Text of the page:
With approximately 2 of every 3 Americans reporting being overweight or obese, there is still discussion of individual responsibility.  While there is definitely a role that individuals play in the overall management of their health (including weight), there needs to be a recognition of the systems that surround us that play a role in what options are available to us as individuals or a population in addressing nutrition and physical activity.  Systems might be referred to as the built environment and include things such as walking paths, lighting, food stores, and other resources that help individuals access healthful food and engage in physical activity.

In 2010, prior to harsher economic situations for many American households, there were approximately 23.5 million Americans living in food deserts which are characterized by living more than 1 mile away from a supermarket in an urban/suburban area or more than 10 miles from a supermarket in rural areas.  These food deserts are also commonly associated with play deserts where there are not built environments that support engagement in physical activity.  Food deserts and play deserts are most likely to affect those with lower incomes.  I am currently living more than a mile from a grocery store.  I do work within a mile of a several grocery stores.  My neighborhood does not have side walks, there are low traffic dirt roads and hiking trails nearby.  I also have a dog that appreciates time in the outdoors.  Even with reliable transportation and reasonable access, maintaining a healthful routine can be challenging.  I often work with people that either know what they should be doing for their nutrition and physical activity or are seeking reliable information to make changes but these system issues can be real barriers that make living a healthful lifestyle more challenging.  I just returned from a conference where some session presenters spoke on how they are addressing these system issues for their service populations.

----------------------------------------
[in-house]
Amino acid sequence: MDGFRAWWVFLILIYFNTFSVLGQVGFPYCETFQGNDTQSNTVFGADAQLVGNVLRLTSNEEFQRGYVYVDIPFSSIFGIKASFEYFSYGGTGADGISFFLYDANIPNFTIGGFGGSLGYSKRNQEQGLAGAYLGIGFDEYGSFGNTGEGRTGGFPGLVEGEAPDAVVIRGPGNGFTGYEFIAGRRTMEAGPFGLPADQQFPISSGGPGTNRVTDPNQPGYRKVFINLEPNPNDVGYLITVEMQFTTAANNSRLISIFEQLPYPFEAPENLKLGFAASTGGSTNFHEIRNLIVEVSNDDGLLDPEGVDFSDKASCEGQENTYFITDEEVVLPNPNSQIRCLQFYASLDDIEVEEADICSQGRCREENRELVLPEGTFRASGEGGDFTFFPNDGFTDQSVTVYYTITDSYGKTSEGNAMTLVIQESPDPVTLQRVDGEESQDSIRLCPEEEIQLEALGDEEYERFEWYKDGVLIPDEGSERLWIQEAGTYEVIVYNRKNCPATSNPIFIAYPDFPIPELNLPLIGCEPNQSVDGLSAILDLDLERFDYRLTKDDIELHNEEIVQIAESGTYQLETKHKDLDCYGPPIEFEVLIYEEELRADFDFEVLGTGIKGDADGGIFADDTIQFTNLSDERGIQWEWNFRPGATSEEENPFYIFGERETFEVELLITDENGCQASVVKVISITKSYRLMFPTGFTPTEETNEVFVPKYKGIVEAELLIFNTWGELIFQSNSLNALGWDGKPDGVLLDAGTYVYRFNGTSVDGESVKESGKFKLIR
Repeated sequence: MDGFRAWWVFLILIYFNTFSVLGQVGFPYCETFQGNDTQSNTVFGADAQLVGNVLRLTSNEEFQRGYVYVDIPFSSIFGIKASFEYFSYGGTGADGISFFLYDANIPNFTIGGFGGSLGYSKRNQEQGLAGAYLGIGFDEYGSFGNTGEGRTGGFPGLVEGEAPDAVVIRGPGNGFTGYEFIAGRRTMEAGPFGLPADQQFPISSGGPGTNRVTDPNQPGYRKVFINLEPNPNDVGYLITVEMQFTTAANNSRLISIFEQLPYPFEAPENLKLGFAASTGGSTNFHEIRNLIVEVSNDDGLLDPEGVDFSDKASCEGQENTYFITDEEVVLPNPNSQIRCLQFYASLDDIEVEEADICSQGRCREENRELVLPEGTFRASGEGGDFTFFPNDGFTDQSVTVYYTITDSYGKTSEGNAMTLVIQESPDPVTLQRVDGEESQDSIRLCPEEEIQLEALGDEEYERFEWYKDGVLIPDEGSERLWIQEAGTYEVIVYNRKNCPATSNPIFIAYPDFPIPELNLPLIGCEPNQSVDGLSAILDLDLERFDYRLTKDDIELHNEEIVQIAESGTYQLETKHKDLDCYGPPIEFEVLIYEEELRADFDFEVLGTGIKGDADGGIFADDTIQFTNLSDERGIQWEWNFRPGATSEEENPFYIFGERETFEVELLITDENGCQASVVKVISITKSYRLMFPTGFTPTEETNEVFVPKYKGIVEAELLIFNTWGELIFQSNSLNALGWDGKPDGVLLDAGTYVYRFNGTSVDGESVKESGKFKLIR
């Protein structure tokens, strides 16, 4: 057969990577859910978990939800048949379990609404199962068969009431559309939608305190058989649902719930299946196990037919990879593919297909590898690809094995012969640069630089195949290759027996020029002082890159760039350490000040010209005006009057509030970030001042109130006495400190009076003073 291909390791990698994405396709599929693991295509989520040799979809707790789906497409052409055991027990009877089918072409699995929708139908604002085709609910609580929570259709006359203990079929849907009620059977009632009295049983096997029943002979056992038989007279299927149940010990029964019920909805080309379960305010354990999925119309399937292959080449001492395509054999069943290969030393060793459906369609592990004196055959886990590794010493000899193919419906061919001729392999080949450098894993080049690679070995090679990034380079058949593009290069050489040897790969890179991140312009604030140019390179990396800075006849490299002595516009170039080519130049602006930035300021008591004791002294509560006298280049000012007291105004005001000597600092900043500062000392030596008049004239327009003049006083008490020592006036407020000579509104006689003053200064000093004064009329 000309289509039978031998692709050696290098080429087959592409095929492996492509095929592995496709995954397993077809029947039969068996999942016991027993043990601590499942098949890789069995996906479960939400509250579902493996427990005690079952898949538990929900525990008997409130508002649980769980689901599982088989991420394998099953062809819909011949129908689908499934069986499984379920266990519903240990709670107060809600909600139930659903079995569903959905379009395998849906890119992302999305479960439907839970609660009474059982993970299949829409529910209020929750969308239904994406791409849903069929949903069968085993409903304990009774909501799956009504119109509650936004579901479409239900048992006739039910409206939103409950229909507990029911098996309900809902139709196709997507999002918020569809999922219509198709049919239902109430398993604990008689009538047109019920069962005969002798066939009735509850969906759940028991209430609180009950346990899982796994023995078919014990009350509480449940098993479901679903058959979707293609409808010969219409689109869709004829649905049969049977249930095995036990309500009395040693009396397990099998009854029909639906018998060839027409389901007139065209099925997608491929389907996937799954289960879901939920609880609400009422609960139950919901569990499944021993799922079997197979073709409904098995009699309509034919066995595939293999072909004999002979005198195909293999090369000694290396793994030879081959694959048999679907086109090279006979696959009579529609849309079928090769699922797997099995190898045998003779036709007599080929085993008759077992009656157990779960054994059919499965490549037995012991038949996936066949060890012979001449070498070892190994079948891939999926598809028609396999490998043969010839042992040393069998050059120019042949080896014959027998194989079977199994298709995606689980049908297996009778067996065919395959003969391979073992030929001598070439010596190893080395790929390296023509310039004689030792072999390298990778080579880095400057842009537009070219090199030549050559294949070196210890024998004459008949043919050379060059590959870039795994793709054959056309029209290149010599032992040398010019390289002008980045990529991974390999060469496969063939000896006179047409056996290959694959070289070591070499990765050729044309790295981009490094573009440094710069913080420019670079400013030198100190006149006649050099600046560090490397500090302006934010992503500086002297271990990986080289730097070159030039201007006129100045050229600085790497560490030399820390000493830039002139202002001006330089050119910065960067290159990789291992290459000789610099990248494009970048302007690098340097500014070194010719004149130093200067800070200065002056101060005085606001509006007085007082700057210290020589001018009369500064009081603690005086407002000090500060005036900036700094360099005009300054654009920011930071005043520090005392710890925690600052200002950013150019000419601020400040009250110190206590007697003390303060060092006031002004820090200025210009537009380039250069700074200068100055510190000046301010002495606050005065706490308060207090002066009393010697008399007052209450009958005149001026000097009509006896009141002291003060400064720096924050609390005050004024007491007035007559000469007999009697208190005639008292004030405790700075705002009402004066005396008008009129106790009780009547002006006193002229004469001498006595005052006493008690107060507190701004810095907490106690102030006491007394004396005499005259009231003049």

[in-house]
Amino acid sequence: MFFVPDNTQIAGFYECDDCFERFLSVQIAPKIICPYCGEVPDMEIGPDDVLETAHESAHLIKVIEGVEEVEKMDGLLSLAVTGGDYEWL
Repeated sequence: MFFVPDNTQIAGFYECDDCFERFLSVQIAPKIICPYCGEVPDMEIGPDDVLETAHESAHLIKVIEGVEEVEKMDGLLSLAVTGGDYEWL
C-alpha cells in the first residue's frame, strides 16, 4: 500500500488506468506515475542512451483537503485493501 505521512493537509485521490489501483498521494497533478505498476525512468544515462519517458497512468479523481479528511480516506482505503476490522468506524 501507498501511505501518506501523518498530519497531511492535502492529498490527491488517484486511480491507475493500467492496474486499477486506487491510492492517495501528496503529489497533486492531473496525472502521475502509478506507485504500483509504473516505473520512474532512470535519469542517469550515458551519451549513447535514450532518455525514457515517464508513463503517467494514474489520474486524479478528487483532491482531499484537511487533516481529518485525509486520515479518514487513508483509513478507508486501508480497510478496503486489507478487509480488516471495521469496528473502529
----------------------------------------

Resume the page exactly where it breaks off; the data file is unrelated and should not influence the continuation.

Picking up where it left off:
Stay tuned for future postings on examples on how other individuals and communities have sought to address these system challenges.

 

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